The Garden Route

Cortney Cordero
August 10, 2015

When I was planning out my trip, I was hesitant to sign up for the IES field trips because I was worried about the added prices. I knew in my heart that I really wanted to go on the Kruger trip because I’ve always wanted to go on safari, and I figured this was my chance. I didn’t think that the Garden Route was going to mean as much to me as Kruger would, but upon further thought, I decided to just go on both the trips. My original thought process was that the trip was scheduled to happen on the first weekend I was here, and if for nothing else, it would be a time of getting to know the people in the program. But by the end, the Garden Route is where I had some of my favorite days and nights so far in South Africa.

The trip was three days and two nights, but by the end, it felt like it had been a week with all the things we got to do. I fed and sat on ostriches, I pet a cheetah, played with lemurs, walked through caves that are millennia old, rode an elephant, fed and walked elephants, and got to do this all while making new friendships with the people in my program. In between all this, we got to meet and talk to South African people with so much purpose, whether it be protecting and conserving animal life, helping the less fortunate with the little they have, or trying to make travelers proud of their country as they walk through it.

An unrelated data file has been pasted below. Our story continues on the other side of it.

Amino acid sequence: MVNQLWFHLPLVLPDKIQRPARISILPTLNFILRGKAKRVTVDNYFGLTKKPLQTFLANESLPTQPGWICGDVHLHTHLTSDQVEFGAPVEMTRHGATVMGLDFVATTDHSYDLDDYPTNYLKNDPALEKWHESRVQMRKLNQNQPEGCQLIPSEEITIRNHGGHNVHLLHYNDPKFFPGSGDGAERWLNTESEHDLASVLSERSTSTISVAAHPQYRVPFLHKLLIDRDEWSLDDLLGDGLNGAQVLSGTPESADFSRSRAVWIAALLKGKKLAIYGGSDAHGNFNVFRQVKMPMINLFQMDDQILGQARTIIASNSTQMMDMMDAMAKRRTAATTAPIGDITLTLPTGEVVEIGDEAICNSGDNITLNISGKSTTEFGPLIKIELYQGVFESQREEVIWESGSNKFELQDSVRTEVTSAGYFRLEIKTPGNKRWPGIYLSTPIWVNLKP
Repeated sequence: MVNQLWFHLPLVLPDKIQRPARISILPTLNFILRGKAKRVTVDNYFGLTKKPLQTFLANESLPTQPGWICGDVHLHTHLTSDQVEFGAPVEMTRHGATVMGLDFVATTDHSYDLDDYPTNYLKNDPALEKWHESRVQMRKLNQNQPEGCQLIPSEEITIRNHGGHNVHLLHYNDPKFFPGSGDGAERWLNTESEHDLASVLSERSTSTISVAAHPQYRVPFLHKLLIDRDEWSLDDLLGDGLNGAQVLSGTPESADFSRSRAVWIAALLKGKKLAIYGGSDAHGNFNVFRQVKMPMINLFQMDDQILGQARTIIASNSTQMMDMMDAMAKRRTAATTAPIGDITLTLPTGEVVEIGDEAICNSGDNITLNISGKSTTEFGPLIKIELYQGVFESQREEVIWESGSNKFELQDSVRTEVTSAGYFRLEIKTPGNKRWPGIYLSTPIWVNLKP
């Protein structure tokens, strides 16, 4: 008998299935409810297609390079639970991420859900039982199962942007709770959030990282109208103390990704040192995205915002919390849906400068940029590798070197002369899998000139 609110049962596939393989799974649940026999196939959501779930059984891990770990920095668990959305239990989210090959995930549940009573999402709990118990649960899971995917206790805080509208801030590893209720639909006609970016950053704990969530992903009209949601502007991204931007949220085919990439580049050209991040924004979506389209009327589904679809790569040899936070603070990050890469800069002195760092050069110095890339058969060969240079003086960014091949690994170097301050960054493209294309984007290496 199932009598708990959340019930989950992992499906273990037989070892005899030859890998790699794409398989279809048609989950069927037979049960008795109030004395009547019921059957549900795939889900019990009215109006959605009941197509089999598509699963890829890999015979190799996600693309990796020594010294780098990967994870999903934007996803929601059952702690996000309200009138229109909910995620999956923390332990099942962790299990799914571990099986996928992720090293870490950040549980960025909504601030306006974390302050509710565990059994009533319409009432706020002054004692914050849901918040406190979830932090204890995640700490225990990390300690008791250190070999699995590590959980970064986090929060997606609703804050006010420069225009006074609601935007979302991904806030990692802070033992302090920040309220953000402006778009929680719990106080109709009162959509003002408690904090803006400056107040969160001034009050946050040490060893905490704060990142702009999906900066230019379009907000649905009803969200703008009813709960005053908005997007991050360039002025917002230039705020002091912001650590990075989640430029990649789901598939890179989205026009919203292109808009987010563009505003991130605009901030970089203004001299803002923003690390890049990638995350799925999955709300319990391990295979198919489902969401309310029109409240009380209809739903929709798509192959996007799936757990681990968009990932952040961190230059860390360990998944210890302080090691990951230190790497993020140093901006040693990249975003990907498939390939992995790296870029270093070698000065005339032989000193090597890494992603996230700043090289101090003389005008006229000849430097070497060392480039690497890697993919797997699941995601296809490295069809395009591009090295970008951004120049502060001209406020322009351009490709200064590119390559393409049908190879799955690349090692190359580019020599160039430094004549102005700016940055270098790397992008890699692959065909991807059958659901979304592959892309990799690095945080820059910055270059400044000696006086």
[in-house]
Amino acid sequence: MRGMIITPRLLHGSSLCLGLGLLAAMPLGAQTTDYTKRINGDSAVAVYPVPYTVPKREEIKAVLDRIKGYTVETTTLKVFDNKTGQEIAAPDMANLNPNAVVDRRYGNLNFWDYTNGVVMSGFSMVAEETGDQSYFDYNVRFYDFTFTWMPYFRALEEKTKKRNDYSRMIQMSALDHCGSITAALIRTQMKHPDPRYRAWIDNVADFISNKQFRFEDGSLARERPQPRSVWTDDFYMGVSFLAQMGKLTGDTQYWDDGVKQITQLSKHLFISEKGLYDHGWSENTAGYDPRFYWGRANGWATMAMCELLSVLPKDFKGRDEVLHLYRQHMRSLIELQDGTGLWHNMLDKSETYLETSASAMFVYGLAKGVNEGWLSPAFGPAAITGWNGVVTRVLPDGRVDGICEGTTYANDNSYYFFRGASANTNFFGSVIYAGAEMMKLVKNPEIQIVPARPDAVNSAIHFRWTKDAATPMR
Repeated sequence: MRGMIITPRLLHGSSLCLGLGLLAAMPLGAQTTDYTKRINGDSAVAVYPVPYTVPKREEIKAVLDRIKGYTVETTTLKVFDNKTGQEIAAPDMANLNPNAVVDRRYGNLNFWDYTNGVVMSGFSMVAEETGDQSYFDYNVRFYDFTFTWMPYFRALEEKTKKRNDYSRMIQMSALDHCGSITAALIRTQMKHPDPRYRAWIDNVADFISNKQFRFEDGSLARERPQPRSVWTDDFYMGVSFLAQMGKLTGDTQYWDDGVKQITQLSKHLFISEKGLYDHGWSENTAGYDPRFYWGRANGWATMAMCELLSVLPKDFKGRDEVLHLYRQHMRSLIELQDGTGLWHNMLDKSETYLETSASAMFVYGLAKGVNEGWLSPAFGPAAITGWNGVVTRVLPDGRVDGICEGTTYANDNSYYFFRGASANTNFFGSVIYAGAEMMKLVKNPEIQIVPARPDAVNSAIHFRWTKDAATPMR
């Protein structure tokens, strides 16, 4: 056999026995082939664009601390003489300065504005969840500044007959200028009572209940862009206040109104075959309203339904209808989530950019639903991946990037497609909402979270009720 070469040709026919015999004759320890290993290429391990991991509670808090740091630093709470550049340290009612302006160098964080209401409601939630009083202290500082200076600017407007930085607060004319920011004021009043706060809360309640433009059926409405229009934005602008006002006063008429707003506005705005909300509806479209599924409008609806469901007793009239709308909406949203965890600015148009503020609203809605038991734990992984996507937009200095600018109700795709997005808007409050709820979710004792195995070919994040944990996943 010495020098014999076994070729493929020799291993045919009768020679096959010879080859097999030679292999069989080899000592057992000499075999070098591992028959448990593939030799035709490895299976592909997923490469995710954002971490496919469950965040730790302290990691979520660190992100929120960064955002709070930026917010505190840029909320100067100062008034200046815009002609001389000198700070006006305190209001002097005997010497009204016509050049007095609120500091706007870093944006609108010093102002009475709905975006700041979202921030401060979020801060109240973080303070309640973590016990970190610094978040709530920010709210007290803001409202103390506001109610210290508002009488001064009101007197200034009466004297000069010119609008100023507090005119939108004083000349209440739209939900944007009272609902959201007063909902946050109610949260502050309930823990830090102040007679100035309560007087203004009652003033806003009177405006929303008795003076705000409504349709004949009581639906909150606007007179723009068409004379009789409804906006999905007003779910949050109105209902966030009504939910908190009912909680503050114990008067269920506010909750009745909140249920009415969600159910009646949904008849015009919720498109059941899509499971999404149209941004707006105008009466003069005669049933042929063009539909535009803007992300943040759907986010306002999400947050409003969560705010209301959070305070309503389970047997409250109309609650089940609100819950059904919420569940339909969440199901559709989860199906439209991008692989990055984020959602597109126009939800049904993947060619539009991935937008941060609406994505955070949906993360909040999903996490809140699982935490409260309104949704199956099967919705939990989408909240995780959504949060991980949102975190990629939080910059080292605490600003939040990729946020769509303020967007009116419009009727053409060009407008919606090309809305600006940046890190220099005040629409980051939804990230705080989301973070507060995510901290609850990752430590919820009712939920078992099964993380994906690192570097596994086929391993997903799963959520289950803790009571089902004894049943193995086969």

I met a man named Clifford who runs a rehabilitation shelter out of his grotto-home. He gives the homeless shelter while they look for work to get back onto their feet. I got to walk through his cave and see the way he’s decorated it with beach-treasure and memorabilia he’s accumulated through the years. I got to learn about elephants and speak to the people ensuring that these  creatures will be around for years to come. I got to taste ostrich meat, which is surprisingly more like steak than like chicken. At every twist and turn on the Garden Route, I was collecting new experiences and knowledge that I will never forget. I may not have realized it in the moment, but I also gained such pride in the country I will call home for the duration of my stay. I admired its selflessness, its strength, and its resiliency.

As for food and accommodation, it was amazing. Breakfast, lunch, and dinner were all fabulous, and all the IES students and staff on this trip ate to their heart’s content. There were plenty of options for those eating vegetarian, pescatarian, keeping kosher, etc. Accommodations for the two nights we stayed were great as well. The staff was attentive, warm, and welcoming, and the rooms were beautiful.

I definitely underestimated the Garden Route trip, but it has given me experiences that I would never trade. Those are definitely memories I’ll keep with me forever, and I’m so thankful that I decided to take the trip to the Garden Route. It may have meant extra cash out of my pocket, but in the end, the dollar sign didn’t seem like that much compared to what I’d gained.

 

Cortney Cordero

<div>Cortney Cordero is a senior majoring in journalism at Hofstra University with a minor in creative writing. This New&nbsp;<span style="font-size: 13.0080003738403px; line-height: 1.538em;">Yorker has wanted to travel to Africa since she was in Kindergarten. This fall, her dream is finally coming true, and she&nbsp;</span><span style="font-size: 13.0080003738403px; line-height: 1.538em;">wants to share her experience with you.</span></div>

Home university:
Hofstra University
Major:
Journalism
Explore Blogs